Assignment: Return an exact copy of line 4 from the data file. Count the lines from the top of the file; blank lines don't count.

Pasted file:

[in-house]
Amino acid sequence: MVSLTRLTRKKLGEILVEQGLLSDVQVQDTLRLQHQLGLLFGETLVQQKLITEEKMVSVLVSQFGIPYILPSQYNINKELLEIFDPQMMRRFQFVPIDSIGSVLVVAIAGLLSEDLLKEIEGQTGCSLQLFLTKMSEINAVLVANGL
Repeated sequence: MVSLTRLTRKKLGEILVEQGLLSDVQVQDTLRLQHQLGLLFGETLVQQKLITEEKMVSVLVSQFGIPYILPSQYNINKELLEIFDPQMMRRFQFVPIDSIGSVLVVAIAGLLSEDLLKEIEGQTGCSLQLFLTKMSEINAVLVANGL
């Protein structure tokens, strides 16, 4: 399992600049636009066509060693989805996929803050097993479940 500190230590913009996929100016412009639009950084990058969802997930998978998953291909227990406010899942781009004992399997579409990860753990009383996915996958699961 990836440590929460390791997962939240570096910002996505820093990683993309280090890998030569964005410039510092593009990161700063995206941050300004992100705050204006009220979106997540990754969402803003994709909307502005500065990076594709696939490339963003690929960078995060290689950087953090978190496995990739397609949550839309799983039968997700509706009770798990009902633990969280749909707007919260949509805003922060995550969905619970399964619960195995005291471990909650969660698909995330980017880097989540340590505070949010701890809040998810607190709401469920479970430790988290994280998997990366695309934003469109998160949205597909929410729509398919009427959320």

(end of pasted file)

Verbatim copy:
């Protein structure tokens, strides 16, 4: 399992600049636009066509060693989805996929803050097993479940 500190230590913009996929100016412009639009950084990058969802997930998978998953291909227990406010899942781009004992399997579409990860753990009383996915996958699961 990836440590929460390791997962939240570096910002996505820093990683993309280090890998030569964005410039510092593009990161700063995206941050300004992100705050204006009220979106997540990754969402803003994709909307502005500065990076594709696939490339963003690929960078995060290689950087953090978190496995990739397609949550839309799983039968997700509706009770798990009902633990969280749909707007919260949509805003922060995550969905619970399964619960195995005291471990909650969660698909995330980017880097989540340590505070949010701890809040998810607190709401469920479970430790988290994280998997990366695309934003469109998160949205597909929410729509398919009427959320």